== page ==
Public pressure halts city’s bid for Welland farm

Nationwide public outcry is being credited for helping save City of Welland farmer Marsha Rempel from being forced to sell her 67-acre farm for industrial development.

On March 2, city councillors voted 8-3 to put the brakes on an expropriation process which had been initiated in July 2020, and taken another step forward on Dec. 1, 2020 – both by 7-5 vote counts. (One councillor resigned for unrelated reasons in early 2021.)

Why it matters: Farmland expropriation is a concern as it takes the land out of food production.

Among those switching their votes was Mayor Frank Campion. 

The active cash crop farm, including Rempel’s house and other outbuildings, has been owned by the family for over 150 years.

Speaking to Farmtario about the March 2 vote, Rempel said she now knows what it feels like “to have the weight of the world lifted off your shoulders.” Sleeping through the night is now, once again, possible – thanks to no longer constantly worrying about where she would move to if forced off the farm.

Rempel began opposing the expropriation attempt immediately last summer and was soon joined by neighbourhood supporters from the Cook’s Mills community organization. Two petitions were launched during that time, with opposition growing from within Welland and surrounding communities.

More recently, her story garnered Ontario-wide and even Canada-wide attention – including, on Feb. 1, a story on CBC Radio and even a biting make-believe article highlighting Welland’s industrial “brownfields” in the satirical publication The Beaverton.

Speaking to Farmtario, Rempel recalled returning home late on Feb. 2 after making a delegation to the council to find a deluge of messages on her answering machine. Supporters from as far away as British Columbia had somehow found her phone number.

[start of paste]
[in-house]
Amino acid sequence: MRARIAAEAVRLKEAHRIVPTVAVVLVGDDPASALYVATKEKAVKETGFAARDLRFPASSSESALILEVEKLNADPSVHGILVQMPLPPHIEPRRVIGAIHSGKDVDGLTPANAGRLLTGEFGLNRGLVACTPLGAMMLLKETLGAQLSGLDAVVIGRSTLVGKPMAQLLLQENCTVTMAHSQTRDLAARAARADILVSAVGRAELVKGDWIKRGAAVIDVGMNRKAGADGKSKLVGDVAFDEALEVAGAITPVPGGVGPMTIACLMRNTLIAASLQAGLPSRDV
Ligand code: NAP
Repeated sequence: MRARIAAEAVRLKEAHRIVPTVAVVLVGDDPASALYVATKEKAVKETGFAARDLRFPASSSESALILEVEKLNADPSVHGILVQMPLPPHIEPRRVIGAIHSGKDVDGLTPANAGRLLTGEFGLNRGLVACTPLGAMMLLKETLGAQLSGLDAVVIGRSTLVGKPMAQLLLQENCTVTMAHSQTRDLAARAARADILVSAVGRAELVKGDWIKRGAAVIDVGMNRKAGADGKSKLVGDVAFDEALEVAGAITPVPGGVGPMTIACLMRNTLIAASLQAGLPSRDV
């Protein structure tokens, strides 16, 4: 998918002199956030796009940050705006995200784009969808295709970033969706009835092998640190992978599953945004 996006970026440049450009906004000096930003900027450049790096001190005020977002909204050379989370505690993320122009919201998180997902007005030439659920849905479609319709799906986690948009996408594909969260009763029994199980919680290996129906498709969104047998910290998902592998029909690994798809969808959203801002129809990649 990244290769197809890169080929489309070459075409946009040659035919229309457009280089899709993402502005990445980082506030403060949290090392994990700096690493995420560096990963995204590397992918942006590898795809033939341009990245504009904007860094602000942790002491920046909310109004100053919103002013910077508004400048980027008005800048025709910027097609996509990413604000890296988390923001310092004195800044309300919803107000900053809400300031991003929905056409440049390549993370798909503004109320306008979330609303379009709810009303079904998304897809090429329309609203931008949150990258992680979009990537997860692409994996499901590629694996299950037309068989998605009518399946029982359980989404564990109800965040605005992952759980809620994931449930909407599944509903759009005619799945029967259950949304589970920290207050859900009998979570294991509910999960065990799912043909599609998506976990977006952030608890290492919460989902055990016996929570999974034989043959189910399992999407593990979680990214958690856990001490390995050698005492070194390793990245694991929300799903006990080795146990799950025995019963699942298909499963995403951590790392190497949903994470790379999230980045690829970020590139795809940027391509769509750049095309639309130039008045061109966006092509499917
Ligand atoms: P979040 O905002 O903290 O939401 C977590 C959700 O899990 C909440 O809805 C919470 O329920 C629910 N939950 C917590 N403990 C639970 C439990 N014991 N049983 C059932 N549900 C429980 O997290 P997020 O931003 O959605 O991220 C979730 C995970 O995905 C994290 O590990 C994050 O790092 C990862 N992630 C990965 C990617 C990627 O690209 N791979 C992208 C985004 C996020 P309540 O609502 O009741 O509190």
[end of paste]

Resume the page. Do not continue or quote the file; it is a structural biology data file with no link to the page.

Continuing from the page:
In all over that single 24-hour period, including responses to phone and Facebook of the Cook’s Mills group and other key supporters, 750 people expressed their support for Rempel’s cause. The groundswell was, she said, “a lot bigger than anybody, including me, thought it would ever be.”

The fallout from the expropriation bid includes in the coming weeks possible motions brought forward requesting a return of the farm to agricultural zoning (it had been rezoned industrial under Welland’s most recent Official Plan) and preventing expropriation of the 67 acres as long as it remains under Marsha Rempel’s ownership. The family has already endured expropriations for two separate railways during its 150 years of ownership.

“What it looks like now is that (the City) will try to buy land from the (St. Lawrence) Seaway along the new canal,” said Rempel. She’s opposed to this. The vast majority of feedback she and her supporters received urged councillors to instead seek funding to clean up some of Welland’s numerous contaminated brownfields and once again make them suitable for industrial development.

But the main victory – stopping expropriation – is hers. And she hopes her story can serve as an inspiration to others – anyone facing the loss of their land to development, but particularly farmers – living on the edge of urban centres.

“There were people who said, ‘you can’t fight City Hall’,” she said. “But there is such a thing as beating the odds. (And) if you just hand it to them, you’re going to spend the rest of your life wondering” what would have happened if you had fought back instead.